Interview with Edward Olive : the power of analog photography

Written by Barbara Zanon

BZ: From street photography to fashion, from weddings to nude. Different Photographic genres with one thing in common: the use of analog photography. I read that you started in 2005 with the digital. In practice you have done the reverse path of the vast majority of photographers out there.   Why did you choose analog?

EO: I use digital photos for the purpose of taking higher numbers of photos, more quickly, more easily and at zero cost for myself and lower cost for clients who have to keep to a tighter budget, particularly for commercial purposes that require more conventional, focused non-grainy, less artistic images.

I also shoot color c41, black & white and cross processed c41 slide film in medium format 6×6, 645 and 35mm that I hand develop and print in my darkroom. I do this type of photo for myself, for more creative and artistic work and for clients who appreciate the difference and have the financial situation that enables them to opt for for a more one off piece haute couture production made by hand.

If I really want to do the best photo I can with a really good subject the end result I can get from a end result darkroom print that comes off well I find much more interesting, varied and satisfying.

BZ: The first time I went on your website, I was very impressed by the long list of cameras and lenses you have. What cameras do you prefer? And, at weddings, only analog equipment uses (and if so, what are your preferences) or even provide digital files?

EO: I have lots of old film cameras… they are very cheap to buy now… perhaps I have too many. I sell some whenthey don’t work the way I want. If there is enough lights and movement is not too fast I prefer to use the Hasselblad V series with a few lenses and a wheelbag full of 645 and 6×6 backs. I also use Mamiya m645 cameras that don’t have easily changeable backs so I have a few of them loaded. I also have rangerfinders like Contax 35mm, and manual 35mm like Olympus OM and Pentax. Then there are lowfi medium format and 35mm vintage cameras to give a certain atmospheric look.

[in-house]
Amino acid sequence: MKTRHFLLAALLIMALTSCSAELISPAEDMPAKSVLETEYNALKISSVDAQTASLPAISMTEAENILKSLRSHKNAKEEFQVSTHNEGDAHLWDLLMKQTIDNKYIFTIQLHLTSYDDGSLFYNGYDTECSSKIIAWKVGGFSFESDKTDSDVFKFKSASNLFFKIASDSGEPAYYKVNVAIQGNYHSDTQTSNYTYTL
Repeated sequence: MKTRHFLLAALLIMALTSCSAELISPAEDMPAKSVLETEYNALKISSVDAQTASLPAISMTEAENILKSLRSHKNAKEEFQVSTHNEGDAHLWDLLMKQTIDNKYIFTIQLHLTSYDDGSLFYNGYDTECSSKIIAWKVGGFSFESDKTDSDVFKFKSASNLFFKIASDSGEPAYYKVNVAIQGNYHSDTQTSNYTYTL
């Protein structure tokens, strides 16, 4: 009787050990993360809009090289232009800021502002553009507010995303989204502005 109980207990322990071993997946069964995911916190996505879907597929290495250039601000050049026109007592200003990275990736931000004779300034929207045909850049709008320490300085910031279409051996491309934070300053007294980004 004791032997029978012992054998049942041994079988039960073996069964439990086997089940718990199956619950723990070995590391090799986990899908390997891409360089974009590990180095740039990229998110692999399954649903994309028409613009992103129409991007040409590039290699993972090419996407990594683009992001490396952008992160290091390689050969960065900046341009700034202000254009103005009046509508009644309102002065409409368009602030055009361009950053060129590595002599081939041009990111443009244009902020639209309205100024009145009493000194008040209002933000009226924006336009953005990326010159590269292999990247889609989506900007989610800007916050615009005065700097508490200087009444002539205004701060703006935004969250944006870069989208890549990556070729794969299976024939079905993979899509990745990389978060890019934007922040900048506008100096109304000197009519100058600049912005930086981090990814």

If I shoot film in weddings for most photos of photojournalistic style I go for a few easier cameras that have 36 shots per roll (not 12/16/24/32 of medium format), have auto focus, auto wind forward, auto wind back, weigh less, take up less space etc… like canon EOS 5 film cameras from 20-30 years ago.

I always shoot something on digital too usually set to the same iso/asa, speed, and f stop setting as the film to act as if a Polaroid to check lighting makeup etc. and emergency backup shot that could always be used if the films all had an accident and lost any shot.

BZ: In terms of marketing, do you think that using analog cameras limits the number of your potential customers or do you think that for many is a plus? I mean, do you think that an average customer understands the long process of your work and the intrinsic value?

EO: By offering digital and film options I don’t limit the number of potential customers, by having increased options for clients it increases potential customers particularly at the very high end of the market. If I only shot digital photos that’s all I would be able to offer. Some photographers will be happy limiting themselves to digital only and many clients these days won’t even think about the analogue possibility but I like to be able to cover all the options.  99% of wedding photographers in Europe offer only digital photos. Of the very few who shoot film even fewer can actually produce in-house by hand prints themselves personally from an image which has never been digital or digitalised. What I mean is those who hand develop their films themselves and then hand print themselves are a rare breed now. Of these extremely few wedding photographers who can hand print even fewer also do it themselves in colour c41, ra4 etc. Darkroom colour printing is not easy. It is very difficult not to mess up any stage from the shot from the camera to the end print. Any mistake can mean the shot is lost or ends up not being good enough. Also the shot itself has to be worth it otherwise it’s a load of work for nothing.